• Be curious.
  • Notice beautiful things around you.
  • Remark on unusual things.
  • Notice the changing weather and seasons.
  • Be aware of the world around you and what you are feeling.

Reflecting like this – mindfulness – will help you appreciate what matters to you.


  • o Do something nice for a friend, a neighbour or even a stranger.
  • Say “thank you” to someone.
  • Smile.
  • Volunteer your time.
  • Join a community group.

Unconditional giving is associated with wellbeing. You can give your time, your expertise or your well wishes.


Wellbeing is the state of being comfortable while mindfulness is the mental state achieved when you focus on your awareness of the present moment. The ability to accept your thoughts and feelings helps you to learn to stay calm and focus. Combining wellbeing and mindfulness will help you to feel peaceful and be happier. Being able to control your feelings in a mindful and positive way helps with motivation, enhanced brain performance and creativity.

Social Wellbeing

Social wellbeing is about the extent to which you feel a sense of belonging to your community. Communities may be a group or club you belong to, the place where you live and your neighbours or a community that is built out of circumstance – for example, a community of carers.

Research shows that people who feel a sense of belonging report higher levels of overall life satisfaction and better mental wellbeing. Feeling like we belong somewhere is a major need that motivates us in our lives.

In order to develop social wellbeing, it is necessary to build on social skills. Social skills make it easier to have positive relationships with others and help you to feel less lonely, angry or isolated. Social wellbeing is about being more meaningfully connected to others. These are some of the skills and opportunities that contribute to better social wellbeing:

  • Practicing gratitude.
  • Building meaningful social connections.
  • Connect with others, in person whenever possible.
  • Talk to strangers, e.g. a cashier, bus driver or delivery person.
  • Managing your relationship with technology:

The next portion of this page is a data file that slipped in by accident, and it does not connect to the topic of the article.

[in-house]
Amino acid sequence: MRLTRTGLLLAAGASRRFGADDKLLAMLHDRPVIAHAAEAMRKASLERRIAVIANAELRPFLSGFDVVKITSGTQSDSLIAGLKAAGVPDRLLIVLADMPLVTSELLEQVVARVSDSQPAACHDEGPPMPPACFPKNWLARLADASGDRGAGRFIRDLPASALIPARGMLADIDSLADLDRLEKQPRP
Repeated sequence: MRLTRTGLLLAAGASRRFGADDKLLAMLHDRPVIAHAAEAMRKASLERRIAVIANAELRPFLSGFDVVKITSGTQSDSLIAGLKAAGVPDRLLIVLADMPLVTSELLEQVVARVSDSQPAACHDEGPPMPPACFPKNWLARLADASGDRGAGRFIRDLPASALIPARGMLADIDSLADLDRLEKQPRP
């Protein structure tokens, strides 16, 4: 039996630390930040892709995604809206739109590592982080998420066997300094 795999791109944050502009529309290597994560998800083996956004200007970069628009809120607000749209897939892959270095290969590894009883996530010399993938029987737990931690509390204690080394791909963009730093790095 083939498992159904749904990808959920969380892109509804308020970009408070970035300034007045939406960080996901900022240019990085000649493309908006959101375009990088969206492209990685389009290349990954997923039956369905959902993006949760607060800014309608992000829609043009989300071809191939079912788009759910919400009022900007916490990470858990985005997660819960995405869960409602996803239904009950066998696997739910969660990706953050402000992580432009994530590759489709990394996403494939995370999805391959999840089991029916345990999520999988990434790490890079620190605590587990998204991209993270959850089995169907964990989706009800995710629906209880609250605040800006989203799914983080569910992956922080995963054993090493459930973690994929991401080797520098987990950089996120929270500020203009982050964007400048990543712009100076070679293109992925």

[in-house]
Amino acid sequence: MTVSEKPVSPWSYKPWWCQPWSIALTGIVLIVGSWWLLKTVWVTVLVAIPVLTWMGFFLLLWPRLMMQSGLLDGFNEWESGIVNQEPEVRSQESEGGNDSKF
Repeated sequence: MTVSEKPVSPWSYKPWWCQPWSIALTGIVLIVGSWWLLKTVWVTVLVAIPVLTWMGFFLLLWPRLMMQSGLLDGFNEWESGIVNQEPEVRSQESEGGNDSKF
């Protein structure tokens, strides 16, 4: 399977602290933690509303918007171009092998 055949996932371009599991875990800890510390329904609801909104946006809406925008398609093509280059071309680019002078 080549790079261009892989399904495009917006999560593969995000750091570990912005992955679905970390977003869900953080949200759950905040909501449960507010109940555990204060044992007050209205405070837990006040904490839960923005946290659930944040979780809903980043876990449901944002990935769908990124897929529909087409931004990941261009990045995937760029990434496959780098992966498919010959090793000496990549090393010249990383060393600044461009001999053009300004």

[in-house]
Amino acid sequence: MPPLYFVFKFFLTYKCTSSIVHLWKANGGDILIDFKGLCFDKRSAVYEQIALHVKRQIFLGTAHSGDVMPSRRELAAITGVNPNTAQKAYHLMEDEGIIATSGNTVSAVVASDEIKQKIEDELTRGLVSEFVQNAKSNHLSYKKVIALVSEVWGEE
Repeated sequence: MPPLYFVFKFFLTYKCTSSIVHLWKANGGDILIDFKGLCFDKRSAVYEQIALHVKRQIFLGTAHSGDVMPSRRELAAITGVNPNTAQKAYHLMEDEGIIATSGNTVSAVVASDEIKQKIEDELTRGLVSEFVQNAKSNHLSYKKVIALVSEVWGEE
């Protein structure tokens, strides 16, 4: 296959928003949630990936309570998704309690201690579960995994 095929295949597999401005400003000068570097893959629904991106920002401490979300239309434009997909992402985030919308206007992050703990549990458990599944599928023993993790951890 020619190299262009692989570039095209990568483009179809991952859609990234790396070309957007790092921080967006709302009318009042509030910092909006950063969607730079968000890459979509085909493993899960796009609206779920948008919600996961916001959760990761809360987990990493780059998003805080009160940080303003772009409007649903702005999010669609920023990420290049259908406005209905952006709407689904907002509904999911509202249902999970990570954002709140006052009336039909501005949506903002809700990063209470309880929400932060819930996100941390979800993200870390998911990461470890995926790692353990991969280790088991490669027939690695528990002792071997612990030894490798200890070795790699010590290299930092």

• Don’t replace face-to-face interactions with electronic interactions.
    • When with somebody, don’t use your phone instead of talking to them.
    • If you’re connecting online, be active.
    • Use text or online connections for support.

Health and wellbeing tips

1. Try some arts and crafts – a great way to use your imagination, maintain dexterity in hands and ever create gifts for family and friends.

2. Try some word puzzles or trivia games to keep your brain active, either on your own or with a friend.

3. Try some interactive online games or a brain training app – you don’t need to be
technically minded to do these!

4. Try some logic puzzles, such as Sodoku – yet another enjoyable way to keep your brain active.

5. Make a jigsaw puzzle – puzzles actually help people relax by reducing blood pressure and slowing the breathing rate.

6. Play mental memory games – e.g. say the months of the year in alphabetical order.

7. Play a game of chess with a friend to boost your planning and strategy skills.

8. Read a book and then explain the story to a friend.

9. Take up a volunteering activity – this has the added benefit of reducing isolation and helps you build new skills.

10. If you’re active, take up a dancing class. There are many around that are suitable for
older people as well as the young and fit.

11. Get to know somebody different to you – maybe learn another language at the same time.

      How can Action for Family Carers help you?

      Action for Family Carers has a range of services to help you manage and maintain your wellbeing alongside your caring role. This includes:

      Befriending:  a volunteer-led befriending service aimed at Carers who may be experiencing loneliness or social isolation, or are looking for a regular catch-up chat with a volunteer.

      Counselling services: free for Carers in Essex.

      Whole Family Support: independent and responsive support for Carers and their families in Chelmsford District.

      Activity Groups:  We hold Active Minds and Keeping Active groups in Harlow, Epping and Great Dunmow for people with dementia or memory loss.

      Respite Day Centre: We provide day care for older people in Maldon, which also provides a few hours break for family Carers giving them some precious time to call their own.